6. How and Why I Left Christianity A few years ago, I used to be a Christian. Now I am sort of agnostic/deistic. And also antireligious. To give you a background:I grew up in a conservative Christian bubble for most of my childhood. All of my friends and immediate family are Christians and most of them are Pentecostal. I don’t know any of them who don’t think the Bible is inerrant. I never (and still don’t) have any non-Christian friends. Religion never felt terribly important to me, and I was slightly ashamed that I didn’t naturally feel religious in my day-to-day life like I was expected to. I would silently thank God for a pretty sunset, but didn’t feel overly-dependent or attached to God. Many people in my life would say that they relied on God for everything down to simply getting out of bed in the morning, and I found this weird because I could go a day without even thinking about God and I would be perfectly fine. I had a hard time believing that every mundane little blessing in our everyday lives was caused by God, or that God was causing good things to happen rather them being a result of our own actions or the actions of others. I secretly thought reading the Bible was boring and I would rarely read it without someone else encouraging or shaming me to read it. I rarely felt excited about my faith like other people in my life were. I couldn’t speak in tongues like some of my friends - even though I asked God many times. I did pray, but I never heard God’s voice like other people claimed to hear. For a while, I was very frustrated because of these things and I felt like God was either arbitrarily silent towards me or I wasn’t saved or I was doing something wrong. I felt like I hardly belonged, and I feared for my salvation for a while. I did everything I needed to be saved and I did truly believe the Bible, so finally I concluded that I did my part and if God didn’t accept me then that’s not my problem. Now that I’m agnostic and I look back at this, I’m still not quite sure why I never became “on fire for Jesus” like most other people in my life. I was “going through the motions”, as they say. Maybe I am innately too rational to fool myself into believing I was actually having experiences with God. I don’t know. By growing up always surrounded by conservative Christians, I used to always hear only their side to every religious or political argument. When I heard about what other people believed in religion and politics, it was always a warped, negative, misrepresented picture of it from someone who was against it. It was a classic case of indoctrination. When you are younger, it is forced on you. But once I got old enough, I was given permission to surf the internet on my own. That is when I started being exposed to information outside of my bubble of indoctrination. I began reading countless debates on creation and evolution online, and I also tried to defend my belief in young earth creationism in the comment sections. Through this, I got a sense for the rigidity and formality of debate, learned to spot fallacies, and realized in a way I hadn’t before that I could discover truth by logical reasoning and testing the validity of various arguments. This was incredibly important in my path towards irreligion. These online debate often drifted off into a debate about Christianity and Biblical inerrancy. I found myself having doubts about the accuracy and inerrancy of the Bible (not just about the book of Genesis but countless other parts of scripture). There were so many arguments that seemed to refute different passages of the Bible, and it felt like there were a bunch of leaks in a dam and I was scrambling to plug them up. Every time I found a satisfactory or at least partially satisfactory answer to a question, two more leaks would form. Some arguments against Christianity seemed solid at first, but after researching them, much to my relief it turned out that they were very flimsy. So I tried to encourage myself with that thought: That all the unanswered questions I had were nothing to worry about at all, and a good answer for it would come but I just hadn’t found it yet. Soon, however, I began thinking about the doctrines of Christianity many times a day, forming connections and trying to piece things together. I started daring to come up with new problems for Christianity myself and seeing if I could find an answer to them. To my horror, I found that there were whole realms of questions that led to other questions, all which I could think of few or no answers to. Searching for answers online didn’t help much either. Gotquestions.org and other sites failed me more and more often, and I started seeing logical flaws in the answers I received from them. I felt annoyed and uneasy when sites like Answers in Genesis would answer a scientific question with the Bible more than they did with science. I personally accepted the Bible, but I knew that the atheists I was debating would not, and I didn’t have much of a reason to give them as to why they should accept the Bible as well. The answers I got from Christian websites would only address part of the problem, and the main part of the problem would go unanswered. Or they would give an answer that relies on circular reasoning. Or they would give emotional reasons or other reasons that are irrelevant. Or they would simply say something along the lines of “I don’t know why this is the case, but we’ll just have to take it on faith. After all, it says here in the Bible that God cannot lie, so we can trust Him on this.” However, I saw that faith didn’t work very well in debates. Atheists wouldn’t accept it and I couldn’t blame them for it, so this answer always left me unsatisfied. Faith became a topic to avoid. I was on the same side as those using faith in arguments, but I was embarrassed by them. Faith was like a currency that only had value in my little Christian bubble, and outside it, it was worthless. People who believe different religions use faith to support ideas that contradict with Christianity, and I had no answer to why my faith should be accepted but theirs rejected. But logical reasoning, I saw, was like a universally accepted currency. Logic was incredibly useful. It is what enabled every scientific advancement. It allows us to truly understand the natural world. I relied on it more in my day-to-day life than I did on God. Logic was also necessary to be a Christian, else you could not even read and understand the Bible. I was reluctantly forced to admit the obvious to myself: Logic was superior to faith and it made no sense to make faith superior to logic in special cases. This was an important step in my de-conversion. I had liked to point to creation as the proof that God existed, but I realized that it told us nothing about which god (if any) created the world. Christianity didn’t really have any advantage over other religions. I realized that a great way to show yourself whether or not some argument in support of a religious claim is valid is to think of what other religions say about the matter, and ask yourself what logical reasons you have to think Christianity is correct about the issue and all the other religions are wrong. If you bring up Christian claims of miracles, supernatural experiences, or words from God, then just consider its equivalent in some other religion. If you don’t consider a Muslim’s supernatural experiences as evidence for their claims, why shouldn’t yours be rejected in the same way? I felt like I knew Christianity was logically true somehow (else I would reject Christianity) and I was grateful for being born into a Christian family so that I could grow up knowing the truth. Yet it scared me that in the 2000 years Christianity has existed, there were still no answers (that I could find) to some of the basic questions such as the problem of evil and others. You’d think that if there were good logical answers, everyone would be using them and I would have found them. I was terrified when some of my Christian beliefs could be logically forced into a corner where there were only two options: Believe in spite of the evidence to the contrary or admit the Bible is not perfect and Christianity is built on a foundation of sand. There was a growing pile of things that forced me (because of my indoctrination) to choose the first option, and this required me to have more and more faith that I was still right and all the answers were just hiding somewhere. With anguish, I started seeing that irreligion was winning over Christianity. I quickly became scared that I was losing the faith. I didn’t know if I was still a Christian or how anybody could know for sure that they were. I became afraid I would go to hell. I was afraid of my parents and friends finding out. I was afraid of people asking me about something that would force me to tell them about my doubts. I wanted to remain a Christian. I still wanted to believe in the Bible, but it was becoming difficult. I became depressed thinking that I might be going to hell for having doubts about the Bible, for not letting myself just stop asking questions, and for not being able to take everything on faith. I saw that praying for more faith wouldn’t solve the problems with Christianity – It would just sweep all the problems under the rug. I started constantly praying in my head, “Forgive me of my sins, God”. With all these thoughts about going to hell, my questions turned to the concept of hell, and that opened a whole can of worms for my faith. Thinking things through, I finally realized how evil and senseless God would have to be for him to send a person to hell. I realized the double-standards God has between the rules that he expects us to follow and the ones that He himself has to follow. It seemed that God could do whatever He liked and it would still not be considered sin. I began to see that Christianity essentially blackmails a person into making a low-information decision to follow Christ. It appeared like religion prevents a person from thinking critically about many things - keeping them in a self-perpetuating way of thinking that is almost unable to correct itself. I fully realized that truth is something that must be tested and shown to be true through research, discussion, and lots of logical reasoning - not something logically indefensible, unfalsifiable, and must be believed by blind faith and threats. I tried to console myself with the thought that Christianity only resembles a scam by some sheer coincidence. I used to think along the lines of “It sucks that a place like Hell exists, but that’s just the way things are”. But finally it occurred to me that God chose to create hell and set up all the rules that we follow, and being omnipotent, He could have chosen any number of other ways to set up His world. I thought that if God really loved us and He was omnipotent, He would have never created hell. But if somehow you can defend that He would, He could have made it temporary and bearable or He could have made it so that humans would never end up there. But if somehow you can defend this as well, God could have simply never created us. With the vast majority of humans supposedly going to hell, that seemed like such a terrible tragedy beyond words. I felt like it would have been better if humans never existed at all than for even one person to have to experience that barbaric, merciless punishment for any reason. What could be more important to a loving God than caring for his creation’s fate? For what could He possibly consider all this tragedy to be a net gain? For his glory. That’s it. God wants to be worshipped forever by a small, questioningly-chosen subset of his creation. This seemed to me like the most selfish, hateful act imaginable. Now to me, Christians were always the last people on earth who would try to justify sin. But when asked questions about hell or God’s terrible atrocities in the Old Testament, you could watch even a sweet old Christian lady transform before your eyes into an apologist for murder, torture, hate, rape, slavery, and abuse. But only in specific cases – namely, when it was God doing it or ordering it. At this point, it seemed to me like God was the ultimate hypocrite. I began thinking about the way God set up the rules for us: God determines what is sin and what is not sin. He makes many things to be sin so it is easy to sin, even accidentally. God gives everyone (or allows everyone to have) a sinful nature. A sinful nature ensures that you are tempted to sin and will sin at least once in your life. God decides the punishment for sin – hell. Due to the above two points, everyone is guaranteed to sin so everyone’s default destination is hell. God thinks it is a good idea to create man even with all the cards stacked against them like this. He doesn’t give them a choice of whether they want to be born into this world or not. A loving, omnipotent God would not set up everything so that hell is the default destination, I thought. If He loved us, He would not create hell. But if somehow you can defend this, he would at least set up the rules so that it is nearly impossible for anyone to go there if they didn’t want to go. God’s gift of salvation, the loophole to escape from inevitable torture after death… Maybe having this option available to everyone justifies the way God set up the world for us? And as shown above, God created the problem to begin with (because of the way He set up the rules and the way He created us), but does this loophole actually fix the problem? I began considering the way God set up salvation: Killing Jesus was needed to enable all-forgiving God to forgive us. But this doesn’t actually mean we are forgiven: God made sure that His forgiveness is conditional – depending on whether or not we accept this wonderful offer to solve the problem that He created. And don’t blaspheme the Holy Spirit – the omnipotent and merciful God is unable or unwilling to forgive that. In order to be saved, we have to believe God exists. If God exists, He makes His existence unprovable and requires us to go against what our rational minds tell us by forcing us to believe a huge collection of myths and legends without a shred of evidence. He calls this belief without evidence “faith” and chose to make it the backbone of the Christian religion. Why would God give us rational minds if they tend to lead us to reject the existence of God and therefore cause us to be damned? Why would He give us rational minds if He loves us and wants us to go to heaven? Not only does God give us no good evidence in support of His existence, He allows there to be plenty of evidence that leads us to believe that the Bible is wrong about many things and that God doesn’t exist. Many Christians say that God is testing their faith through this. But why would He want to do this? What is valuable about blind faith? Doesn’t God know that by doing this, He is gambling with our eternal destiny? Again, if God loved us, why would he make it hard to go to heaven? God chooses to give us the gospel message in a book written by mere men rather than a book written directly by himself. This causes rational people to question whether it is actually from God and this in turn causes them to go to hell. God allows there to be many competing religions in the world and does nothing to make His religion seem any truer than any of the other religions. This causes a person’s eternal salvation to come down to the chance that they will choose the correct religion. Again, why would a loving God choose this? God causes people to be born in a situation (geographic location, for example) where they will live their lives without ever hearing the gospel message and go to hell for no thought of their own. Why would God choose this? God chose to make his plan for salvation dependent on a person’s ability to understand His gospel message. Yet God chooses to create people who are mentally incapable of understanding it. Why would God choose this? God allows his gospel message to message to be distorted. This can cause people to go to hell. Why would God choose this? God does not spread the gospel message himself. If He did it Himself, it would simultaneously solve the problem of there being no evidence for God, the problem of His gospel message not being heard, and the problem of His gospel message being distorted. But He doesn’t do this. Why? Nearly everyone would go to heaven if He did this. Isn’t that what He wants? God lets Christians and non-Christians alike to sometimes die young. If He wanted more people to go to heaven, He would go to great lengths to allow non-Christians more time to make a decision to become Christian. If before we were born God gave us a choice about whether or not we wanted to be born and we knew the following: Endless torture would await us by default We most likely wouldn’t find or accept the loophole in our lifetime ….Then I don’t think anyone would choose to be born into this world. None of these things make any sense or have any reasonable answer if you are looking at them from the perspective that Christianity is true and God is omnipotent, omniscient, all-loving, perfectly just, and merciful. However, all of these points DO make an astonishing amount of sense if you consider them from the perspective that God does not exist and Christianity is an ingenious self-perpetuating scam. Suddenly I began thinking that things in Christian doctrine aren’t just the way they are because that’s the way they are, but they actually serve the purpose of keeping people dependent on the faith and spreading the scam. For example, verses like John 15:5, Jeremiah 10:23 and Matthew 4:4 demolish a person’s sense of control and self-esteem and leave them dependent on Christianity. Verses like Hebrews 6:4-6 keep them fearful of leaving the faith. Verses like 2 Cor. 10:4 and Matthew 12:31 discourage them of even thinking of leaving the faith to begin with. Verses like Proverbs 22:6 and Ephesians 6:4 encourage Christians to indoctrinate their kids while they are vulnerable to that sort of thing, thereby spreading the scam. Verses like Mark 16:15 also serve this purpose. Verses such as 1 Cor. 3:18-20, 2 Cor. 10:4, Proverbs 3:5-6, Isaiah 55:8-9, James 1:6, etc. encourage Christians to reject “human reasoning” in favor of faith in God and His wisdom - thereby preventing you from questioning the Bible. It suddenly makes perfect sense why verses like Luke 4:12 and Deut. 6:16 would tell you not to put God to the test, when putting God to the test would lead to the salvation of many people if God actually existed and answered prayers. You are encouraged to be like a sheep and to have the faith of a little child. The concept of infinite reward is a bribe to draw them forward in hope of gain, and the concept of infinite punishment serves as a threat to push them forward to avoid loss. Conflicting statements about what is required to be saved are probably unintentional, but nevertheless they serve the purpose of setting a believer down the path of ever increasing devotion to the faith just to be sure of their salvation (I know because this was my situation at one point). There are dozens and dozens of other conclusions I came to about Christianity and religion in general, but it would take me forever to write them all down. Most of them have to do with Old Testament laws, a few New Testament verses, details of God’s actions and overall plan for the world which contradicted with His supposedly perfect nature, contradictions in the Bible, God’s inaction today, the deliberate unreasonableness of most Christians, blatant misinterpretations of the Bible by Christians in order to avoid having to accept the obvious falseness or evil in particular verses, etc. With zero evidence in favor of Christianity, an ever-growing mountain of evidence against Christianity, and a convincing alternate view of what Christianity is actually about and how it even exists, I eventually found it impossible to believe any more. This deconversion that I had did not occur immediately, but occurred gradually over a period of almost 2 years. It was partially my fear of hell and my fear of what the Christians in my life would say if they found out about me that made the process take so long. By the end of that time, I considered myself to be irreligious. Then I soon became antireligious. My morals and politics have changed here and there for the better with my rejection of religion. However, I am still in the closet about all of this, so I still try to pretend to be Christian. It can be a really unpleasant business. Now I see everything that happens today as perfectly explainable by natural causes. I find it very silly to believe that some god must have been involved in the events of the world in order for us to be able to explain why something good or something bad happened to someone. The world looks the same as it would if there wasn’t any god at all and if the world just operated on its own. The laws of nature don’t attach any significance to whether a bolt of lightning strikes a tree or if it strikes a person. Only we do, and I don’t need religion to cope with that. Because there is no God directing my fate, I am fully responsible for making this world a better place. It is no longer forbidden to apply reason to subjects like morality and politics, and because of this, I have a method to improve the world rather than being dogmatic and stuck in the past. I consider that a good thing. I’m sure I could think of a lot more to say if I took the time, but this post is long enough already. Thanks for reading! - - dirwid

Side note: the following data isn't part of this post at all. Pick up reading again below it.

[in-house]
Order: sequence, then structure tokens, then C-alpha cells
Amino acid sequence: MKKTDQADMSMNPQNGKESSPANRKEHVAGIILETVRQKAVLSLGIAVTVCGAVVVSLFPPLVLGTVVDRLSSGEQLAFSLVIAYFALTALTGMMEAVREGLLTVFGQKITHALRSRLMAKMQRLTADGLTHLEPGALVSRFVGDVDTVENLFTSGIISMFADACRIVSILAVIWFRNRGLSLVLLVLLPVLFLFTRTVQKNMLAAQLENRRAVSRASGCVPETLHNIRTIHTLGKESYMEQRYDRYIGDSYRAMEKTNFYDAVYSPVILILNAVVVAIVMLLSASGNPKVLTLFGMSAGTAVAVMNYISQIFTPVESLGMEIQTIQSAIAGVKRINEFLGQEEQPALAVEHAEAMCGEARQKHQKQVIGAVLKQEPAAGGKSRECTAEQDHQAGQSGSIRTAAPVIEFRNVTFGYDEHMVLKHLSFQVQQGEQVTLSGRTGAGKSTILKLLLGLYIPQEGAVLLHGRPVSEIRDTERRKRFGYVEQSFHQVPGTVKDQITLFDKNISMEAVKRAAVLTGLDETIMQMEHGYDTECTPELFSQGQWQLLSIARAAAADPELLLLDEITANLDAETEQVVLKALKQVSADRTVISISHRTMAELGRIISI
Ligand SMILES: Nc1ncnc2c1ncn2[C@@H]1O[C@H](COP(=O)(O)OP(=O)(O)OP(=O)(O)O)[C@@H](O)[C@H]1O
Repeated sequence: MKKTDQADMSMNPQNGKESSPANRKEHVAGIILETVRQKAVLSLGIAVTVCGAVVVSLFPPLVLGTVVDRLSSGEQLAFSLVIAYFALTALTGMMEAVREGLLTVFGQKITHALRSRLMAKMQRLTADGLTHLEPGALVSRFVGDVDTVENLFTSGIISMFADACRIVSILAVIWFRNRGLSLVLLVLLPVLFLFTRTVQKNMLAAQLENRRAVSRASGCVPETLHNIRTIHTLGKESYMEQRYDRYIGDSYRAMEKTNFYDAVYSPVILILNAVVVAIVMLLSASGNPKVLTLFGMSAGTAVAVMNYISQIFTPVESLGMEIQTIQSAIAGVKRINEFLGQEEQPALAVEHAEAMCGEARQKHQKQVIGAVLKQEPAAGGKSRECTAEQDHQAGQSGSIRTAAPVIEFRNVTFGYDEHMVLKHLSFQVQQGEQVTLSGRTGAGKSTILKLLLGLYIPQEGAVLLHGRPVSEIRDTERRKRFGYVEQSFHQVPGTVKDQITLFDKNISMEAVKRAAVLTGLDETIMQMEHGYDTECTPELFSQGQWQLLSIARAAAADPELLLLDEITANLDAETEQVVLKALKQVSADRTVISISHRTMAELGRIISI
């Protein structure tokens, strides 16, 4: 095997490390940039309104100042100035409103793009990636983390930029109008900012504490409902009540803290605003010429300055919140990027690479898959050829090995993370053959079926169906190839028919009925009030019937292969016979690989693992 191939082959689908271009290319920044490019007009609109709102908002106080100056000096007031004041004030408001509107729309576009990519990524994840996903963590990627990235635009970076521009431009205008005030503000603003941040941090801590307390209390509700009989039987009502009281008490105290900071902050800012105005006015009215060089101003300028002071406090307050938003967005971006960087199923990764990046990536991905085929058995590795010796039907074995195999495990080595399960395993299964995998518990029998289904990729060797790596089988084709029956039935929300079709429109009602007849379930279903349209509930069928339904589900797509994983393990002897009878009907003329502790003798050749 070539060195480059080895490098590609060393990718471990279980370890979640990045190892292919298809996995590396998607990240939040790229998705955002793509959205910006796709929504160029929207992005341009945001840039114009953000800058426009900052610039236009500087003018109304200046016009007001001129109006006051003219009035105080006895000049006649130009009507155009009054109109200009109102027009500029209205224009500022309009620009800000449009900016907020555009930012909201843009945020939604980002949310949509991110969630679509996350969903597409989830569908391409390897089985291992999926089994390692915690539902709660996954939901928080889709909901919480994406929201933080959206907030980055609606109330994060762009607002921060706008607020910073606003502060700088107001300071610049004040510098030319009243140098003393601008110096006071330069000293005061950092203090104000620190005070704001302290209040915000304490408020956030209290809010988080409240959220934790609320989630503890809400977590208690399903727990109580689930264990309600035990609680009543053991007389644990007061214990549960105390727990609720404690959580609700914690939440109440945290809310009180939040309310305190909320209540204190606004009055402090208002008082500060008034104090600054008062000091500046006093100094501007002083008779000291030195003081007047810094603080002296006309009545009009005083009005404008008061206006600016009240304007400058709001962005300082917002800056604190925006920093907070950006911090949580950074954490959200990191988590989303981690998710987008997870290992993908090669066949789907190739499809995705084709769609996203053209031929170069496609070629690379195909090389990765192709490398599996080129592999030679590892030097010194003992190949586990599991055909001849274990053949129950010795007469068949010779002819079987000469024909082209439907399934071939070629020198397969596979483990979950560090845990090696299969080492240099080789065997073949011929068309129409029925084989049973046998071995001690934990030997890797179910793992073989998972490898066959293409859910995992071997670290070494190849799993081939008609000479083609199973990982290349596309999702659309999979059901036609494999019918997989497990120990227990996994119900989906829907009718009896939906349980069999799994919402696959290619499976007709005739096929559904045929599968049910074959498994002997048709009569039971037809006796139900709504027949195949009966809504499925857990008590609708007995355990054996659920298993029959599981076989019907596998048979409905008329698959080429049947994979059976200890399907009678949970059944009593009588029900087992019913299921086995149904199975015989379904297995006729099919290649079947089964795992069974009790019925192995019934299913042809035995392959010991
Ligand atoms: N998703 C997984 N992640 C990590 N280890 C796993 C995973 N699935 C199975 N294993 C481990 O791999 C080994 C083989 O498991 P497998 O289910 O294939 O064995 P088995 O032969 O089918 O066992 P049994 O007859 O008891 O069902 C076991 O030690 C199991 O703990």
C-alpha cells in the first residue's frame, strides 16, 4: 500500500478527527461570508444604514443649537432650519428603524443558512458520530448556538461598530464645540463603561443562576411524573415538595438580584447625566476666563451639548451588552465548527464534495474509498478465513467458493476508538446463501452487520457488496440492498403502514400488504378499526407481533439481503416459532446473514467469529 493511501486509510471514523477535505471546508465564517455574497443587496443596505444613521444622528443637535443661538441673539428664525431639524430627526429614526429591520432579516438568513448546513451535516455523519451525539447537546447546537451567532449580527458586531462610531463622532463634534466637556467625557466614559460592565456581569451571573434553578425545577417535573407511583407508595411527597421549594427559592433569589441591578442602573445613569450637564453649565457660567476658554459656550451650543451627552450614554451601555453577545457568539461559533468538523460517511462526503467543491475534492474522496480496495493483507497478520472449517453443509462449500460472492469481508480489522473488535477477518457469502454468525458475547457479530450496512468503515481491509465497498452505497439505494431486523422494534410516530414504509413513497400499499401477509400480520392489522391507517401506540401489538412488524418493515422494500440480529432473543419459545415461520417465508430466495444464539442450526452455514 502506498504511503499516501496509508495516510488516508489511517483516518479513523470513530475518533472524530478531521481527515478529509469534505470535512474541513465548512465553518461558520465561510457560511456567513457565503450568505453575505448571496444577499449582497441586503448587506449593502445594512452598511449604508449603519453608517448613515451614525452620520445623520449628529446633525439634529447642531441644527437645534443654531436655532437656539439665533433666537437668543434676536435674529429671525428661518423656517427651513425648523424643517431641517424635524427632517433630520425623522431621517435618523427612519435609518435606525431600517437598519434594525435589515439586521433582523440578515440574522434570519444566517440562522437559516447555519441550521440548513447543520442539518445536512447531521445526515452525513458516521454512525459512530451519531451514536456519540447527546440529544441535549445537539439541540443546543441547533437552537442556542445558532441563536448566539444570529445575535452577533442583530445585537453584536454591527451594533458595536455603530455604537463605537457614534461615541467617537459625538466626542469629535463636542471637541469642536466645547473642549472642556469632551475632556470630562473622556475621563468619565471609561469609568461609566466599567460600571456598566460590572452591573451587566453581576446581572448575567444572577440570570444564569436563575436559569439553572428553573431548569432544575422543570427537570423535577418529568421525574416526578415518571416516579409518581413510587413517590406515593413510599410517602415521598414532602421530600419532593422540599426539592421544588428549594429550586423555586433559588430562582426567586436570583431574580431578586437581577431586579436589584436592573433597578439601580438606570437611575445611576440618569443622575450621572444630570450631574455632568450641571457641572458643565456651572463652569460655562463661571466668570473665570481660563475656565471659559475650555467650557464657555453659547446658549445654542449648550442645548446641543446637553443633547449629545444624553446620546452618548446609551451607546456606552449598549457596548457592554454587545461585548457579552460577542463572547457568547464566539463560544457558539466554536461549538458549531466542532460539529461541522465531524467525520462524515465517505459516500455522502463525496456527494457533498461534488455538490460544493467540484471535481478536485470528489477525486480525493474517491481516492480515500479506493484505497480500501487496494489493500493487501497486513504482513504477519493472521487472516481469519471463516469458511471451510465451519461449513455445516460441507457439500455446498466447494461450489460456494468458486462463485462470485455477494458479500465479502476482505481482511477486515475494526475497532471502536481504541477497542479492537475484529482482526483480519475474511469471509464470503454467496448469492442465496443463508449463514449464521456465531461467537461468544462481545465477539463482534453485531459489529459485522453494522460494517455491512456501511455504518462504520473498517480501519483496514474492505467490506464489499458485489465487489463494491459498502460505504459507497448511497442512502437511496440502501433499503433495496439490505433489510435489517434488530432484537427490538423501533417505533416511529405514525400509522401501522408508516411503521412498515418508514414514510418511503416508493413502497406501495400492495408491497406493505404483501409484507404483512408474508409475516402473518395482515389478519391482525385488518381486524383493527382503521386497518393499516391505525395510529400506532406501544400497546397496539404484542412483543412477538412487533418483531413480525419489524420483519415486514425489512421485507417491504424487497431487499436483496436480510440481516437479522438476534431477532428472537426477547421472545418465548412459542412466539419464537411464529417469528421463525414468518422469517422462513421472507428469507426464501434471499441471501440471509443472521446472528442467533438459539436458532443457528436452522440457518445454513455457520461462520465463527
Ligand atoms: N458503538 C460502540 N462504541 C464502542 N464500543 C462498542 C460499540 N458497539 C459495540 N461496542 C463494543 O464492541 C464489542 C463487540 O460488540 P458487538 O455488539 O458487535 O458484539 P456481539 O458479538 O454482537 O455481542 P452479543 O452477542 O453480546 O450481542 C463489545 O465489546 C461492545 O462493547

7. Hello, I just thought I’d share a story from a few years ago. This is a very vivid example of the confirmation bias and general lack of logic used by many Christians. In this case it’s my first-hand experience with Pentecostal Christians so maybe it will be more interesting and different than most of you ex-Christians here are used to. This experience made a sizeable impression on me and later helped point me toward agnosticism. A few years ago (2013?) when I was still a Christian, I was in a Bible study group. Now, the people in this group (including myself) were a dozen or so homeschooled Pentecostal Christian teenagers lead by two of the parents. A smaller subset of this Bible study group would have this special prayer/evangelism time once a week. They would ask God for a person's name, their prayer need(s) (such as a specific part of their body that needs healing), an article of clothing that the person was wearing, where the person was located, and any strange identifying bit of information about the person. Each person praying would pray until God gave them info about several different people to pray for. They would write everything down. After praying, they would actually go out on the streets of our town, supermarkets, and nearby places (wherever God told them to go to find the people on their lists), locate someone who matched the description, and pray for them. Hearing the leaders of this event (the two parents) summarize what happened during these events to the members of the Bible study who didn't go, you'd think God was doing crazy things all over the place, showing them exactly the people to pray for, that they would find people meeting that exact description on the street, that crazy coincidences (God working) would happen, and lives would be miraculously changed after praying for them. But after attending one of these events, in the back of my mind (I tried to push the doubts away for a while) I saw that nothing could be farther from the truth. Extreme amounts of confirmation bias were used (it was like an unquestioned habit) and various excuses were used to explain away things that didn't happen the way they should have. It was unreal. Even though I was still a Christian at the time (though with doubts), I couldn't help notice these things and be uneasy about it. The leaders were clearly confident that it was God working, and being a Christian, I couldn't just accept the obvious, because that isn't acceptable thought. So I went along with them (they were confident, strong, spirit-filled Christians - they must know what they were talking about when they say it was God at work) and I made excuses as well. I felt smart coming up with clever excuses. But I was uneasy and unconfident about everything the whole time. Looking back, everything that was happening and everything I was feeling makes perfect sense. I couldn't admit that 2+2=4. I couldn't honestly confront my doublethink. Indoctrination with religious dogma from a young age does that to a person. Here's what happened during the prayer event I went to so you can get a taste of the insanity: About a dozen of us met at a church to pray. When I prayed, I couldn’t tell the difference between my thoughts and God speaking to me, so I just wrote down a few random names that popped into my head. For the locations where we were supposed to find these people, a store in town came to mind. I also thought of articles of clothing they’d be wearing and things in their lives that needed healing. Lastly, I thought of a few strange things that might have to do with them somehow. For this, I thought of a traffic cone. I was very unsure about the details I had scribbled on my paper, but the leaders comforted everyone by saying that it takes practice to be able to hear God’s voice clearly, so we shouldn’t feel bad about it. Everyone praying had between 3 and 5 different people they thought of, so this meant 3-5 sets of names/clothing/location/issues/strange for each of the dozen people there. Next, we split up into groups and headed to town to find the people we were supposedly told by God to pray for. We went to the high school first since there was construction work going on and there were traffic cones sitting around like I got during the prayer time. We speculated on what would happen. Maybe we’d see a construction worker who fit someone’s description and was standing next to a traffic cone? But there was no one there. Our leader explained to us that God doesn’t lie, so what He told me about the traffic cones must have some other explanation that we didn’t know about. Now what we did was mix and match the different sets of information God supposedly gave to us rather than consider them as fixed. For example, if Sally received from God a picture of a middle-aged man named Hank wearing a white shirt who sells propane and propane accessories and needs healing for his Diminished Gluteal Syndrome, they would still consider it a match if we came across a middle-aged man in a white shirt whose name is Bobby (a name someone else in the group came up with) or at least someone related to him is named Bobby, and he has a broken leg (something another person came up with). Now, you can see that there are now hundreds of possible combinations rather than a few dozen. We could rather easily find someone who fit some combination of the different attributes and when we did, we would pray for them and then walk away thinking that God orchestrated the whole thing so that we would meet the right person at the right time. Everyone in our group was so excited about what God was doing when these mundane things happened. One of the other groups found a lady wearing a polka dot shirt like God told them, and they were able to pray for her. The lady apparently broke down in joyful tears afterwards. She had just gone outside the store for a quick break between two shifts when the group found her. They took that as evidence of God’s perfect timing. Some middle-aged couple we met on the sidewalk checked a couple of the boxes so we asked them if they wanted prayer for anything and they said we could pray for their son Alexander – for safe travels as he came home for Thanksgiving. So we did. Later I told a leader that “Alex” was one of the names that I received while praying. She was really excited. Later the leaders mentioned that to the Bible study folks and said I should remember it as a good faith-building experience. Nothing was mentioned about all the names and attributes that turned out to be false information. Our group was expecting miraculous coincidences, and we got them – by ignoring all the failures. Thanks for reading this. I’ll get around to writing my “ex-tamony” sometime soon and about my recent visit to Ken Ham’s Creation Museum and Ark Encounter. Hopefully I can get those posted here before the end of the month. Cheers! - Dirwid
  8. There's no option to set your profile picture on the registration page.
  9. Oops, it must have pulled the picture from my Gravitar account rather than the Gmail account. It turns out I'm using a different photo for gmail.
  10. Just went to Ken Ham's Ark Encounter with my family. Whoo boy... Lots of circular reasoning. I'll probably post about it when I get back home. 

    1. Margee


      So glad to have you here with us dirwid! Looking forward to hearing about this! Welcome!

    2. dirwid


      Thank you! :) I'm glad to be here! 

  11. Hello, I'm a new user and this is my first post. This is just a slight complaint/request relating to the registration process. Hopefully this is the right place to post this. Anyway, several hours after registration, I realized that this site pulled the avatar I use for my gmail account and automatically used it as my profile picture without me knowing it. Since I am an in-the-closet agnostic and all of my friends and immediate family are fundamentalist Christians, I was a little alarmed to see my face and username I use all across the internet show up as the profile picture on this site without me knowing it. I'm glad I caught it as soon as I did since I want to remain anonymous. So my request is that this site refrains from automatically setting your avatar during registration so you don't unintentionally reveal your identity like I did. I don't mean to be a complainer - I just would like to help improve this site even if it is something little. It seems like a nice site and I just need someplace where I can express myself. I intend to post my testimony of how a became agnostic sometime soon and hopefully become somewhat active on this site. Thanks mods for reading. Cheers!